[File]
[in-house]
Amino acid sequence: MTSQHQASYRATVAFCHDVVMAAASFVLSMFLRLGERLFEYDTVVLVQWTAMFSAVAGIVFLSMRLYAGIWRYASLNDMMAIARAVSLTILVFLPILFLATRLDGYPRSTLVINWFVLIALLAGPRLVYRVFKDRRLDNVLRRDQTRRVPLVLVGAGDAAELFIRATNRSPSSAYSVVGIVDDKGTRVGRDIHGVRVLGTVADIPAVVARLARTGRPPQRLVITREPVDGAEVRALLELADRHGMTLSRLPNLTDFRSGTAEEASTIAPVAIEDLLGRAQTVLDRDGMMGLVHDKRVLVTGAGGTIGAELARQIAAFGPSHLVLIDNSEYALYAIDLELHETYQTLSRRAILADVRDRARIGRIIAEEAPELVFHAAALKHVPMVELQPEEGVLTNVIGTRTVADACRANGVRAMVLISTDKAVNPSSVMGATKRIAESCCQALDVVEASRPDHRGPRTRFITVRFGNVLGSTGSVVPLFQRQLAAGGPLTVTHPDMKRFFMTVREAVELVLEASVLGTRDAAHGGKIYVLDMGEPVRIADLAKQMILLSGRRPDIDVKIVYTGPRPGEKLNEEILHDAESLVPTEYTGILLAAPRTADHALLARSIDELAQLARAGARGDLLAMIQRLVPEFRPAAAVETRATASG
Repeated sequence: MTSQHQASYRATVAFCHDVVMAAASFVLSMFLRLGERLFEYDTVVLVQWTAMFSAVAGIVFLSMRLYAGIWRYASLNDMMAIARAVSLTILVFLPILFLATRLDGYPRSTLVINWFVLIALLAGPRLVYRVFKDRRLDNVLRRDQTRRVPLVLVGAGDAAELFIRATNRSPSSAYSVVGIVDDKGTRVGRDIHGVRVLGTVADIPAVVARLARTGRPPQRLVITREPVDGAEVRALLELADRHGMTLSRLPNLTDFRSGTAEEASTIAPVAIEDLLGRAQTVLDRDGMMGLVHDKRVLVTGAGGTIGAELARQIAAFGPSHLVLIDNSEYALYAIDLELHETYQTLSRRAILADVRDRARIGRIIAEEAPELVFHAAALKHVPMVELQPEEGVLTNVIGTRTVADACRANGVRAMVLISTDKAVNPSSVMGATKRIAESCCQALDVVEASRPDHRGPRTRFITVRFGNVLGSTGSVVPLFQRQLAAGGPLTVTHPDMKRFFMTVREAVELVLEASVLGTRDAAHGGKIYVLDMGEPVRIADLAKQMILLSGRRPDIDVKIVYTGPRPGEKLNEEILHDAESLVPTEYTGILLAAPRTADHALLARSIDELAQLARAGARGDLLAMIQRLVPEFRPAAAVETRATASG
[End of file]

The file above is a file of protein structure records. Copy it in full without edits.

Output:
[in-house]
Amino acid sequence: MTSQHQASYRATVAFCHDVVMAAASFVLSMFLRLGERLFEYDTVVLVQWTAMFSAVAGIVFLSMRLYAGIWRYASLNDMMAIARAVSLTILVFLPILFLATRLDGYPRSTLVINWFVLIALLAGPRLVYRVFKDRRLDNVLRRDQTRRVPLVLVGAGDAAELFIRATNRSPSSAYSVVGIVDDKGTRVGRDIHGVRVLGTVADIPAVVARLARTGRPPQRLVITREPVDGAEVRALLELADRHGMTLSRLPNLTDFRSGTAEEASTIAPVAIEDLLGRAQTVLDRDGMMGLVHDKRVLVTGAGGTIGAELARQIAAFGPSHLVLIDNSEYALYAIDLELHETYQTLSRRAILADVRDRARIGRIIAEEAPELVFHAAALKHVPMVELQPEEGVLTNVIGTRTVADACRANGVRAMVLISTDKAVNPSSVMGATKRIAESCCQALDVVEASRPDHRGPRTRFITVRFGNVLGSTGSVVPLFQRQLAAGGPLTVTHPDMKRFFMTVREAVELVLEASVLGTRDAAHGGKIYVLDMGEPVRIADLAKQMILLSGRRPDIDVKIVYTGPRPGEKLNEEILHDAESLVPTEYTGILLAAPRTADHALLARSIDELAQLARAGARGDLLAMIQRLVPEFRPAAAVETRATASG
Repeated sequence: MTSQHQASYRATVAFCHDVVMAAASFVLSMFLRLGERLFEYDTVVLVQWTAMFSAVAGIVFLSMRLYAGIWRYASLNDMMAIARAVSLTILVFLPILFLATRLDGYPRSTLVINWFVLIALLAGPRLVYRVFKDRRLDNVLRRDQTRRVPLVLVGAGDAAELFIRATNRSPSSAYSVVGIVDDKGTRVGRDIHGVRVLGTVADIPAVVARLARTGRPPQRLVITREPVDGAEVRALLELADRHGMTLSRLPNLTDFRSGTAEEASTIAPVAIEDLLGRAQTVLDRDGMMGLVHDKRVLVTGAGGTIGAELARQIAAFGPSHLVLIDNSEYALYAIDLELHETYQTLSRRAILADVRDRARIGRIIAEEAPELVFHAAALKHVPMVELQPEEGVLTNVIGTRTVADACRANGVRAMVLISTDKAVNPSSVMGATKRIAESCCQALDVVEASRPDHRGPRTRFITVRFGNVLGSTGSVVPLFQRQLAAGGPLTVTHPDMKRFFMTVREAVELVLEASVLGTRDAAHGGKIYVLDMGEPVRIADLAKQMILLSGRRPDIDVKIVYTGPRPGEKLNEEILHDAESLVPTEYTGILLAAPRTADHALLARSIDELAQLARAGARGDLLAMIQRLVPEFRPAAAVETRATASG